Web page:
Charter Agreements:

The Achille Lauro being a modern looking ship both externally and internally, she was popular with the European traveller and German Tourist companies found that she was the ideal cruise ship for them and chartered her for several years. Thereafter it were the South African’s who chartered her for five months from November 1979 to March 1980 and they repeated this charter for another two seasons.

However, when the Achille Lauro was on a cruise from South Africa in November 1981, a blaze broke out in the bar, but during an evacuation three passengers were killed although the fire was apparently rapidly extinguished. According to reports, a female passenger in utter fear jumped overboard and sadly drowned. And her husband upon hearing the news had a heart attack and passed away onboard, although no details is known regarding the third death. Once again she had to be taken out of service for a short time.

There was no doubt, but Achille Lauro’s bad luck seemed to keep up with her, from the day she was taken over by Flotta Lauro Lines. Originally, when she was the MS Willem Ruys she had the nickname of being the “Lucky Ship” because she sat unscathed throughout WW2 in her dock partially built, despite all the bombing and the attempts to destroy her, yet the ship that should have been destroyed became a great Dutch Liner! But even whilst she was being rebuilt into the Achille Lauro she was wildly ablaze and her bad luck some how followed repeatedly and sadly this would continue to her very last day!!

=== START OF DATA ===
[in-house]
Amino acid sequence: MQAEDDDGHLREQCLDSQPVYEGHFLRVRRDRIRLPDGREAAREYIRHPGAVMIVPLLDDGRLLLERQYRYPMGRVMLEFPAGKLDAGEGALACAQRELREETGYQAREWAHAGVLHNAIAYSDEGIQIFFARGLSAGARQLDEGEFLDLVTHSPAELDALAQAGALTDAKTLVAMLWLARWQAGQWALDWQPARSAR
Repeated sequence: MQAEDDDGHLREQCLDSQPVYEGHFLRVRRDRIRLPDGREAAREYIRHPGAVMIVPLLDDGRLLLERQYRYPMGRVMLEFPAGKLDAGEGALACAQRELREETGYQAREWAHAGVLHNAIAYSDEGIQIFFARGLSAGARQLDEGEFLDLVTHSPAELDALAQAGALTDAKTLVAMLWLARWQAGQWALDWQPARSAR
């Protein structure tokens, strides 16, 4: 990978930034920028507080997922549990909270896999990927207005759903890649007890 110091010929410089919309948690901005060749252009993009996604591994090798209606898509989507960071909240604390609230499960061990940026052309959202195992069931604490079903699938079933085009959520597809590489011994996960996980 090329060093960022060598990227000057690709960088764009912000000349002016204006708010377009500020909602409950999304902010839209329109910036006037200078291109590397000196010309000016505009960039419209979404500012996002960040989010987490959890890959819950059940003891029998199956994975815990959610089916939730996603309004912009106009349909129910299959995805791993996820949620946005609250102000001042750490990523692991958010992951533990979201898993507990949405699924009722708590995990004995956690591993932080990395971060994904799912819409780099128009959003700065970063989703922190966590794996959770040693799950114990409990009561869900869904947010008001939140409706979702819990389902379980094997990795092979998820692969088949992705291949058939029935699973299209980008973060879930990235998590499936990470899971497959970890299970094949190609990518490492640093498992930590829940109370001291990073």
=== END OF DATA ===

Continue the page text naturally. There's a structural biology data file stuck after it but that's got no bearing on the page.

Yet, I still love this amazingly beautiful ship, but sadly her trials were far from over as much more was yet to come!

Towards the end of 1981, Flotta Lauro Lines were encountering severe financial problems and already some of their cargo fleet had been impounded for non-payment of fees, etc.

When the Achille Lauro had been repaired from her fire damage, she returned to Genoa from South Africa, making a stop at Tenerife on January 23, 1982. However, upon berthing she was boarded by the authorities and immediately placed under arrest and this great ship remained detained in Tenerife for a full year. Finally on January 22, 1983 MS Achille Lauro was permitted to depart thanks to Italian Government intervention. She headed to her homeport Genoa, but upon arrival she was once again laid up on January 28, 1983.

It must have been all too much, for the company founder, Mr. Achille Lauro sadly died on November 15, 1983 a man who built a fine Shipping Company, having seen it during the days when his company was flourishing, but when these two new ships arrived into his beloved company and with the downturn of traffic in the 1960s & 70s and the ongoing disasters, his beloved company was now close to ruins!

However the Achille Lauro once again returned to her cruise duties in July 1984, making five of her regular 14-night Eastern Mediterranean cruises. However, at the end she was laid up again.

Achille Lauro seen in Naples during her short 1994 cruise season

The Greek Shipping giant, Chandris Lines came to the party in 1985, and came into an agreement with Flotta Lauro Lines making a charter agreement to operate the MS Achille Lauro from Genoa some 20 cruises each year for the next three years, commencing on March 5, 1985. Little did anyone know that it would be in 1985 that the name of the cruise ship Achille Lauro would sadly entered the history books and etched into people’s memories forever that very same year!